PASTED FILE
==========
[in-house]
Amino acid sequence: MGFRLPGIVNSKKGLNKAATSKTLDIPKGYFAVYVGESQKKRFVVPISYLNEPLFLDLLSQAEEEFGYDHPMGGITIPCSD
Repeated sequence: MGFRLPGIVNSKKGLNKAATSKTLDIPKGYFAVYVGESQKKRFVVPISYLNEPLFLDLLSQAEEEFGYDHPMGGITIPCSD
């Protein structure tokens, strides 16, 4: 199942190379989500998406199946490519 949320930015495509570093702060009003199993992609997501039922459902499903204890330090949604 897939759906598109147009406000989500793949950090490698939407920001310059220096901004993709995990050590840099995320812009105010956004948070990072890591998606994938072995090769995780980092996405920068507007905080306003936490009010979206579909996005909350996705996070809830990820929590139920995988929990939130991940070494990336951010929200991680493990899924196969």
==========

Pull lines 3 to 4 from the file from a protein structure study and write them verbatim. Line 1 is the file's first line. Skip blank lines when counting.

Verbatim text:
Repeated sequence: MGFRLPGIVNSKKGLNKAATSKTLDIPKGYFAVYVGESQKKRFVVPISYLNEPLFLDLLSQAEEEFGYDHPMGGITIPCSD
């Protein structure tokens, strides 16, 4: 199942190379989500998406199946490519 949320930015495509570093702060009003199993992609997501039922459902499903204890330090949604 897939759906598109147009406000989500793949950090490698939407920001310059220096901004993709995990050590840099995320812009105010956004948070990072890591998606994938072995090769995780980092996405920068507007905080306003936490009010979206579909996005909350996705996070809830990820929590139920995988929990939130991940070494990336951010929200991680493990899924196969």